Based on the Towers-Watson 2012 Global Workforce Survey, 65% of all workers are disengaged, unsupported or detached from work.
Employees in every sector consistently express some level of concern about their job security, trust in senior leadership, stress about their job, concerns about their direct supervisor, future development opportunities and many others.
Each leader has four priorities in helping their employee reach the goal of productivity: define the goal, clarify the path, remove obstacles and provide direction and support. Haploos has examined each of the specific obstacles that hinder goal achievement and productivity.
Many employers fail to clearly define goals, leaving them vague or introducing multiple or competing goals. This causes employees’ performance and behavior to suffer. Management must provide specific vision and clear direction.
After clarifying goals, the leader needs to give clear direction to ensure the path to the goal is defined. Unclear directions have a debilitating effect on employees who can become immobilized by uncertainty. Some may understand the goal but do not know how to get there. When leaders give clear directions, employees have a greater sense of control, understanding exactly what is required of them. Employees want to know what they are supposed to do and when to do it.
Effective leaders encourage employees to do their work and do it well. A leader can do several things to help an employee feel motivated about their work. First, a leader needs to help employees feel competent in the task they are working on. Offering encouragement during and after a complex task has been achieved facilitates an employee’s sense of competence. Second, employees must place a high value on the work they are doing. When a leader values work, they motivate employees to put forth the effort needed to accomplish a task or goal. Leaders need to help employees see the direct value in their work.
Daniel Pink states in his book Drive, "The best use of money as a motivator is to pay people enough to take the issue of money off the table: Pay people enough so that they’re not thinking about money and they’re thinking about the work. Once you do that, it turns out there are three factors that the science shows lead to better performance, not to mention personal satisfaction: autonomy, mastery, and purpose."
- Autonomy: the desire to be self-directed.
- Mastery: the itch to keep improving at something that’s important to us.
- Purpose: the sense that what we do produces something transcendent or serves something meaningful beyond ourselves.
Below is an animation that explains what we believe based on Pink's work:
In some instances the problem is a complex task. When tasks are complex, a leader helps an employee by providing direction, instruction, training and/or a timeline to help the employee feel competent about moving forward in his or her work. Clarity is essential when being directive about a complex task. As much as possible, the leader must reduce the complexity of the task by providing clear directions.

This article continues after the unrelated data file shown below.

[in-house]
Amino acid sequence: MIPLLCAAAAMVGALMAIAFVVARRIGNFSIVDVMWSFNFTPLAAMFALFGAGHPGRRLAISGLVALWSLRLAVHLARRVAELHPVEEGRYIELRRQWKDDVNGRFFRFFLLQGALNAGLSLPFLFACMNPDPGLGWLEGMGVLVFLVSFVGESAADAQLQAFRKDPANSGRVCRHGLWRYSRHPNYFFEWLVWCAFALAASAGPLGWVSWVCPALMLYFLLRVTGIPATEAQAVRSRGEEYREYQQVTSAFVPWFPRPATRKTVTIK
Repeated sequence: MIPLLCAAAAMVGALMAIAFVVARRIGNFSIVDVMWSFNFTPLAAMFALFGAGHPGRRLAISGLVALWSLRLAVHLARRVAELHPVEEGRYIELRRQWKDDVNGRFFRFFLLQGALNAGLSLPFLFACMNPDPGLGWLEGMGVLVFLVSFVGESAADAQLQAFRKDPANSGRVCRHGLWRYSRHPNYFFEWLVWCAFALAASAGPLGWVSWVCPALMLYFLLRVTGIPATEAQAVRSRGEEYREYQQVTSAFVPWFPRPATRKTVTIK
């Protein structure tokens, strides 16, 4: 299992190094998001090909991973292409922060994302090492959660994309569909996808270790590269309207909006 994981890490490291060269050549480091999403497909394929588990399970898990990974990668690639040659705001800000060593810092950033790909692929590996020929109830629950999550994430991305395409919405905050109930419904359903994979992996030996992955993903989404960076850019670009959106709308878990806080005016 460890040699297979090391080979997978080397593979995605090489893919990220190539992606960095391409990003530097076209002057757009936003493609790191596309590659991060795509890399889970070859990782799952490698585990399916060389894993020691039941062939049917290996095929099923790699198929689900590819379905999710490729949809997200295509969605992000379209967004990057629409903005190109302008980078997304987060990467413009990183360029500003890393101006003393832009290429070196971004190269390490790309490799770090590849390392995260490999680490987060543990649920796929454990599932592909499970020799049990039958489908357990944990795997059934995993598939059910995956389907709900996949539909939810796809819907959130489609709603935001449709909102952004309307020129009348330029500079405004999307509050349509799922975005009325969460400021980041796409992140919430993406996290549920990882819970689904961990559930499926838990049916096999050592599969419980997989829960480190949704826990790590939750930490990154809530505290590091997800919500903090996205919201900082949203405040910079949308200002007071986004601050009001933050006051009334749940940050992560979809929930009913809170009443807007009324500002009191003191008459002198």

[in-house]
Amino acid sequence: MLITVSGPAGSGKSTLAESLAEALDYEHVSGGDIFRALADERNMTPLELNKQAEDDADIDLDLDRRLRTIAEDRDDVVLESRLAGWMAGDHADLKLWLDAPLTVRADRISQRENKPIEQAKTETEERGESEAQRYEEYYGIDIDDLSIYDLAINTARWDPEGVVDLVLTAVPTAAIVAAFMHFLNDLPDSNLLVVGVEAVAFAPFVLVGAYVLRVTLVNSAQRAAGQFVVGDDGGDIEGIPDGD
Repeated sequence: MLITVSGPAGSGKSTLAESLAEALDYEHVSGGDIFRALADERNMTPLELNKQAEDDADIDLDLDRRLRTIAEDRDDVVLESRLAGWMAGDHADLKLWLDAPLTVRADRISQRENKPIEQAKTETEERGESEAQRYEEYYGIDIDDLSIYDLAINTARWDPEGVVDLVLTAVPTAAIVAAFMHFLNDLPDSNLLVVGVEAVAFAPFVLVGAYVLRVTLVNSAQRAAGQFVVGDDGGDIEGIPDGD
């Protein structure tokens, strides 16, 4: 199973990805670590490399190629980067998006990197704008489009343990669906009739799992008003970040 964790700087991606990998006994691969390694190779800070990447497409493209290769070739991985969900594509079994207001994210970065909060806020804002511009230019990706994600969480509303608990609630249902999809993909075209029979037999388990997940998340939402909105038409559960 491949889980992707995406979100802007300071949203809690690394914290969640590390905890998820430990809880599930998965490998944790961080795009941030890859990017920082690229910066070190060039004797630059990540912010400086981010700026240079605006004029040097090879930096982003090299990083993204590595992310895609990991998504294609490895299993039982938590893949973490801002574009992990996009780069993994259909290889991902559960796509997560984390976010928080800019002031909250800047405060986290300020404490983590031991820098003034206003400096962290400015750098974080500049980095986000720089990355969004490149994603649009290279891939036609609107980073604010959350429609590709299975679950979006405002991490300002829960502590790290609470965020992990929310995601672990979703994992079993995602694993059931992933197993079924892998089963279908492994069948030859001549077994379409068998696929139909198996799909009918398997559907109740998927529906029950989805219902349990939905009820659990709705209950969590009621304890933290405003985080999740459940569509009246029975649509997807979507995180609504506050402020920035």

Sometimes a task is so simple and repetitive that it becomes dull and boring. This can sap an employee’s motivation. In these cases, a leader must take a supportive roll by encouraging employees. hen the leader demonstrates care and support for the employee, dull and repetitive tasks can be more enjoyable. Specifically, the support must demonstrate a care for the well-being of the employee. Additionally, it is often beneficial to give the employee a side project to break up the monotony of their current task.
When employees are not involved or connected in a group or organization, productivity often drops. Employees feel low involvement when their ideas are not heard or when participation is not welcomed. A leader should invite employees to share their ideas on the work and/or organization. Creating an open climate where differing opinions can be offered combats low involvement.
Many employees are not productive when they are not challenged by their work. When work is too easy, a leader can challenge employees to perform at the highest level possible or provide new tasks and opportunities to engage the employee. The leader continually challenges and empowers employees to excel and seek higher levels of success in current or new tasks.
In the 2012 Towers Watson Global Workforce study, roughly half of the respondents agreed their senior executives do a good job in terms of growing the business (53%) and managing costs (49%). Under half said they have trust and confidence in the job their leaders are doing. If half the workforce does not have confidence in the job their leaders are doing, how motivated will they be to become high performers? How loyal will they be to the organization? Fear of the unknown is a powerful emotion that drives employees to either improve or fail.
Employees thrive through active interactions with their role models, especially when those role models push them to achieve more. This type of interaction contributes to positive engagement and a better overall workplace environment.
The Dale Carnegie “What Drives Employee Engagement and Why It Matters” study revealed the following about a leaders impact on its employees: